“Police continue with racist violence to this day, just as they did in 1969 during the Stonewall riots.”
The protests and demonstrations that have erupted across the United States – and the world – against police brutality and racism have resulted in calls for police to be permanently banned from future Pride marches.
Pride events are often surrounded in controversy for allowing police to participate in the parades, due to the LGBTQ+ community’s complicated and volatile history with authorities.
In 1969, the modern LGBTQ+ rights movement began after police stormed the Stonewall Inn in Manhattan’s Greenwich Village. Homosexual acts were illegal in NYC at the time, so queer clubs were often subjected to police harassment.
Black trans activist Marsha P. Johnson and Hispanic trans activist Sylvia Rivera fought back, as well as drag king of colour and “butch lesbian” Stormé DeLarverie. The riots are now credited with giving LGBTQ+ people the rights they have today.
To celebrate the one year anniversary of the Stonewall Riots in 1970, Chicago Gay Liberation hosted Pride marches in Los Angeles and Chicago, which are now notable for being the first Pride events in United States history.
Because Pride originated from the discrimination and brutality towards the LGBTQ+ community at the hands of police, it’s been questioned over the years as to whether they should be permitted to participate in the parades.
The murder of 46-year-old Black man George Floyd at the hands of a white police officer in Minneapolis, among hundreds of others racially-motivated killings in the US, have only sparked further calls for them to be banned.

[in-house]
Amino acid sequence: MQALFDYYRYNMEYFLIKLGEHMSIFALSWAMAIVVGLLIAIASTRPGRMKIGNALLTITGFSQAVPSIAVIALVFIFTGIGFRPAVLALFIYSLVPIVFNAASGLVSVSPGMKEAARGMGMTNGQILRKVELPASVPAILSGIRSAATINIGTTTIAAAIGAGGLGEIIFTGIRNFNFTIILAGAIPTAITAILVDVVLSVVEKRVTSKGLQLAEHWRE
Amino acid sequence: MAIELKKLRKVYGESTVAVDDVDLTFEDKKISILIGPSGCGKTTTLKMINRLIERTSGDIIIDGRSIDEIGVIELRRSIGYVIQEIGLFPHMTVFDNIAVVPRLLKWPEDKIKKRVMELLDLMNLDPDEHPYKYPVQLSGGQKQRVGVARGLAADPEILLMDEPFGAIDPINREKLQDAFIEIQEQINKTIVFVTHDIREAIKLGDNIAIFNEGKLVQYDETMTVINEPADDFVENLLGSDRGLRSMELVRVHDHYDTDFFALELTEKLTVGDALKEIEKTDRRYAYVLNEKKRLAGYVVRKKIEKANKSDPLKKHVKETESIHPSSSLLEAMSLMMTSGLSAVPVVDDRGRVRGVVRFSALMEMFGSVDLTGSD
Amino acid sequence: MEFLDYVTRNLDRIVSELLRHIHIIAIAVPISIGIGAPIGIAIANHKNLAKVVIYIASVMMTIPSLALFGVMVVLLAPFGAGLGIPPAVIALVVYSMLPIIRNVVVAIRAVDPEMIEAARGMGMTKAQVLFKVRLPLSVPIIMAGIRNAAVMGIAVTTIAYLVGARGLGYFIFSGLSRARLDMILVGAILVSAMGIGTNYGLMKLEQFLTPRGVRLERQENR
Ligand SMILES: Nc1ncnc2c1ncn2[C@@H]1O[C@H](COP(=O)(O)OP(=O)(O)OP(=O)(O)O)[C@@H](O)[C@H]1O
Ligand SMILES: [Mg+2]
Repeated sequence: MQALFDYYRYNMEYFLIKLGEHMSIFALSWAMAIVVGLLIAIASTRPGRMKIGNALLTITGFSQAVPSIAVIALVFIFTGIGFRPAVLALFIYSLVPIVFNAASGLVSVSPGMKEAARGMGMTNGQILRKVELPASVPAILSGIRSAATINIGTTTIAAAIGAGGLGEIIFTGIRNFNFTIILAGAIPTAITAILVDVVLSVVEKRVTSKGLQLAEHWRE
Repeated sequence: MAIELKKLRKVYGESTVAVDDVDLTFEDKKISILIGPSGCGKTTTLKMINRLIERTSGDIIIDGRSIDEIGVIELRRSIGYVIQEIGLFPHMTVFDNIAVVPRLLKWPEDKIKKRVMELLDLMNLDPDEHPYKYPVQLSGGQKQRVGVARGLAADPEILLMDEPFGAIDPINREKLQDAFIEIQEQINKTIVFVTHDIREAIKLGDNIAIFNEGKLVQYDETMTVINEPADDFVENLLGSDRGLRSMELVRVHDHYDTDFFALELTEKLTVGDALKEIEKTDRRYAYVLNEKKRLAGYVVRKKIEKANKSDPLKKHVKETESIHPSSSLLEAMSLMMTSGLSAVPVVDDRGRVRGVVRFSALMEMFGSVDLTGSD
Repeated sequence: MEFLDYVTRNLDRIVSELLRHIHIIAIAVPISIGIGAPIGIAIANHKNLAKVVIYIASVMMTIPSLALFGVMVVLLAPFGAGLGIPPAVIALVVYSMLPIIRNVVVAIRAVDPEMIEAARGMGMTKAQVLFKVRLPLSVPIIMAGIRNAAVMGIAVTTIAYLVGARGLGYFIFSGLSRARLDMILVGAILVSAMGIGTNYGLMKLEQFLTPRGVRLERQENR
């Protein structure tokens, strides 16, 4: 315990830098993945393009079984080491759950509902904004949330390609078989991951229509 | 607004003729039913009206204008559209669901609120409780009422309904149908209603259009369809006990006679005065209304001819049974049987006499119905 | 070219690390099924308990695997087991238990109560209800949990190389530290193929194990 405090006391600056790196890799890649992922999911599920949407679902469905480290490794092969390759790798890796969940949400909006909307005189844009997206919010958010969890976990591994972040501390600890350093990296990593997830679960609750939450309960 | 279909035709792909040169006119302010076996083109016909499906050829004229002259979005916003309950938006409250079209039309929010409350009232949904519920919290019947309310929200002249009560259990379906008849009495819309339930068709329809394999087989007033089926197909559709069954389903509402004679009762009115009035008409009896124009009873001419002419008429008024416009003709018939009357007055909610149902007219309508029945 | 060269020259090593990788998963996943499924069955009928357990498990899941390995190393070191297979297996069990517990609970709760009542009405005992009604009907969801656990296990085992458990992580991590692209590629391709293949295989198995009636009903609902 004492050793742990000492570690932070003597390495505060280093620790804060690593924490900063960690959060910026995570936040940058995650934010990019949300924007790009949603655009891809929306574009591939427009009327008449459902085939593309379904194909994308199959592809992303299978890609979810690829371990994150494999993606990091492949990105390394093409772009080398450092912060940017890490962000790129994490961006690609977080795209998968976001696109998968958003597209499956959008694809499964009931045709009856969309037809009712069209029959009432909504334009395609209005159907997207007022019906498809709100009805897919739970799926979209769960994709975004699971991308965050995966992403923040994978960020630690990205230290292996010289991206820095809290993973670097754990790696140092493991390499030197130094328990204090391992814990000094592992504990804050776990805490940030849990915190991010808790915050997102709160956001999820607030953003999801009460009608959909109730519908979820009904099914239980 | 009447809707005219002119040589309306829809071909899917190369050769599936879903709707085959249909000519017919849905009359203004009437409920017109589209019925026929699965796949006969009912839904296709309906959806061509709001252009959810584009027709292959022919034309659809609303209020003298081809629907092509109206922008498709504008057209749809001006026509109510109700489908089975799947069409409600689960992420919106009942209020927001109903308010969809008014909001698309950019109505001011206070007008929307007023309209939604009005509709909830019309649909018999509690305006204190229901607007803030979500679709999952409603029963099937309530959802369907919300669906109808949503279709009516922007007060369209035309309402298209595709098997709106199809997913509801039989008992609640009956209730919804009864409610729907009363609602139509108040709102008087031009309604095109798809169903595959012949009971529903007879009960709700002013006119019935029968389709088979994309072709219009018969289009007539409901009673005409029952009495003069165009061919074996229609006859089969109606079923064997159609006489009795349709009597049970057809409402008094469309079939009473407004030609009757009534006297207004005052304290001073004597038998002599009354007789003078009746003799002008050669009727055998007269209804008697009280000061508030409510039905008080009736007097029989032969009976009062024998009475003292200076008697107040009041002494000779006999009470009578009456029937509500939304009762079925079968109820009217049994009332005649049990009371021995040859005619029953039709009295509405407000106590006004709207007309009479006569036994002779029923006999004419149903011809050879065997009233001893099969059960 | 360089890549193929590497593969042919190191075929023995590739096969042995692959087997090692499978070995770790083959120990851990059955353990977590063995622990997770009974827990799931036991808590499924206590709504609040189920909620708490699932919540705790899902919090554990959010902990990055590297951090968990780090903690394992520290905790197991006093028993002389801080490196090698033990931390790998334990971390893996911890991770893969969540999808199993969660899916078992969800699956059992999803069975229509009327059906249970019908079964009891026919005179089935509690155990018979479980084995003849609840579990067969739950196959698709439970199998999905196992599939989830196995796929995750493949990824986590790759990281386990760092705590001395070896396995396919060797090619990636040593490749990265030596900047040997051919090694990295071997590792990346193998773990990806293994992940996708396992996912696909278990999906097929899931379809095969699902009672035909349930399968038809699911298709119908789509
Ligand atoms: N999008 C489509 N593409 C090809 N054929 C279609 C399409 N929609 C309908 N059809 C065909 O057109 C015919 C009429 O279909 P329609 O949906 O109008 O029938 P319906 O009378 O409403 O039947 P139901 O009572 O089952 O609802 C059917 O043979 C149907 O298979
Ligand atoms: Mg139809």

Natalie James, co-founder of the 2018 Reclaim Pride Coalition – which demanded for police to have less presence Pride – told Openly: “The police continue with racist violence to this day, just as they did in 1969 during the Stonewall riots.”
Imara Jones, trans activist and creator of TransLash – an organisation devoted to amplifying trans voices – also said: “Oftentimes people can see at Pride the police presence as being inflammatory. On the other hand, there are members of the police that are LGBTQ, and I think that there’s some tension about how they can be recognised.”
Joe Couto, a spokesman for the Ontario Association of Chiefs of Police, acknowledged the “hurt and the pain that is historical in the relationship between police and the LGBTQ+ community,” but said queer officers would be in a “difficult position” if they couldn’t march in the Pride parades.
Cuoto, who reportedly researched LGBTQ+ police officers in Canada, explained further: “Gay police officers, they want to be part of Pride, they want to be part of the community, they want to be bridge-builders.”
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